Discolored Concrete: Three Frequently Asked Questions

After all the blood, sweat, and tears that go into a concrete installation process, nothing could be quite as deflating as finding that concrete stained and discolored. If you would like to learn more about how to avoid this frustrating and incurable problem, read on. This article will provide helpful answers to three common questions about concrete discoloration.

What causes discolored concrete?

Discolored concrete is strongly correlated to the use of plastic sheeting as a curing method. As its name would imply, plastic sheet curing involves laying a thin piece of polyethylene over the surface of the wet concrete. This helps to prevent unwanted evaporation, thus lengthening the curing time, and resulting in a more durable result.

Problems ensue, however, when the sheet of plastic is not perfectly flat. Any bubbles or wrinkles in the surface will lead to a phenomenon often referred to as the greenhouse effect. Here water evaporates up into the bubbles, then runs back down the sides onto the surface. This increases the hydration of the surface in those areas. Elevated water levels on the top of the concrete tend to result in discolored patches.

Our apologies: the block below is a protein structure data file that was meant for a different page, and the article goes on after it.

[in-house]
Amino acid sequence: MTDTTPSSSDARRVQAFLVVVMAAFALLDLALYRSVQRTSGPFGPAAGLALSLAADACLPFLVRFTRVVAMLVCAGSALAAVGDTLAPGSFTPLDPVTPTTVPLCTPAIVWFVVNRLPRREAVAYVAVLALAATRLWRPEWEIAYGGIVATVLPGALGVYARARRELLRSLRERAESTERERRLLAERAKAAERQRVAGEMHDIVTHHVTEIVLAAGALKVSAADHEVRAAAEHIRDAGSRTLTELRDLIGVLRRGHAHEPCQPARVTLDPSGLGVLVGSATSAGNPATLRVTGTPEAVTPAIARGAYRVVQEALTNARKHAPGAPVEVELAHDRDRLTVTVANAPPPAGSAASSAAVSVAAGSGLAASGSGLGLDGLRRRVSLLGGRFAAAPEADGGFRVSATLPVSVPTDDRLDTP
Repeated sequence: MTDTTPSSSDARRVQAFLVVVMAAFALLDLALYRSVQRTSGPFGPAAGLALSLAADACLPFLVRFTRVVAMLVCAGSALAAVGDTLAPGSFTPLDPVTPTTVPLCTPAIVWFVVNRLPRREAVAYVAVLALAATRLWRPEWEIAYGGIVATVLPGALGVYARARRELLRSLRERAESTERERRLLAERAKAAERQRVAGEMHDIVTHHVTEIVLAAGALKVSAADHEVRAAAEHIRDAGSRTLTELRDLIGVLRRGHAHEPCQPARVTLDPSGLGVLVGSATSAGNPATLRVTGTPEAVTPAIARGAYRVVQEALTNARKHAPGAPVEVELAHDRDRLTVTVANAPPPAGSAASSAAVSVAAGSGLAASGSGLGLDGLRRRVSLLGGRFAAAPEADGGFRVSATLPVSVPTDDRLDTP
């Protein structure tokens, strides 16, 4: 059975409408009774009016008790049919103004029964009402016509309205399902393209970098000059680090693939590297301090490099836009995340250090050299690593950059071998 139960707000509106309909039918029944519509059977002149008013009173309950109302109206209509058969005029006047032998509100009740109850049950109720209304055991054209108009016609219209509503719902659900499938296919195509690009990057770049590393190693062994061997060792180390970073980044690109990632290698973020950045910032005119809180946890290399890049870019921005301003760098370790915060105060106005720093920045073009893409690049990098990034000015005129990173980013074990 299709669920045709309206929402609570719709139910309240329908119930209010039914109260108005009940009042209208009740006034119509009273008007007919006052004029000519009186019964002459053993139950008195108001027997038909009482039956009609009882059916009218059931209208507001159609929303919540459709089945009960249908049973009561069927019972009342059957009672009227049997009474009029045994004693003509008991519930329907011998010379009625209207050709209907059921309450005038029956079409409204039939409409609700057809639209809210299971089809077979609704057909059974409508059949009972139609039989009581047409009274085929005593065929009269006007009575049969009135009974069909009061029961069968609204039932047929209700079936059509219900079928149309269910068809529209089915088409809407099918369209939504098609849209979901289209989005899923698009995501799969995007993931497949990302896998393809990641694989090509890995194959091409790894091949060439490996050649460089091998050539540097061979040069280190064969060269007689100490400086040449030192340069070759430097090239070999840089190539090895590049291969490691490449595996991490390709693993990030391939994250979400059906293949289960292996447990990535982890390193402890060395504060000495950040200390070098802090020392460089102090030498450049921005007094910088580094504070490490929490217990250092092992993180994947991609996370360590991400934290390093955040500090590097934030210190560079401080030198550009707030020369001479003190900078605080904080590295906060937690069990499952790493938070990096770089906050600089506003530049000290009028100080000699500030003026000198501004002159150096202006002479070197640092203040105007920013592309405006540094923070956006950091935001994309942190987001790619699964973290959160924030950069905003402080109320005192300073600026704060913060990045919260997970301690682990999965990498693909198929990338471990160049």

How can discoloration be avoided?

Those who are determined to cure their concrete according to the plastic sheet method can avoid discolored patches only by taking pains to ensure that there are no unwanted wrinkles. Having a helper--or two--when unrolling the polyethylene sheet makes it a lot easier to spot such problem areas. By acting quickly, the sheet can generally be adjusted to eliminate unwanted air bubbles.

Likewise, the threat of discoloration can be avoided by utilizing a different curing method--one known as liquid membrane curing. Here a special chemical substance is applied to the concrete just after troweling has been finished. This substance acts as a flexible, water-tight covering, and is capable of retaining a moisture content as high as 95 percent. Here the only concern is ensuring that the liquid membrane is applied evenly to the entire surface.

What other factors contribute to discoloration?

Bubbled sheeting is far and away the most frequent cause of discolored concrete. Yet other factors can also play into this annoying problem. To a certain degree, the shade of a batch of concrete can be affected by the alkali content in the cement. This has to do with the formation of color-related substances like alkali carbonates and chlorides. Uniform results can still be achieved, however, by ensuring that a particular batch of concrete is thoroughly and uniformly mixed.

For more information, contact companies like Gann Asphalt & Concrete.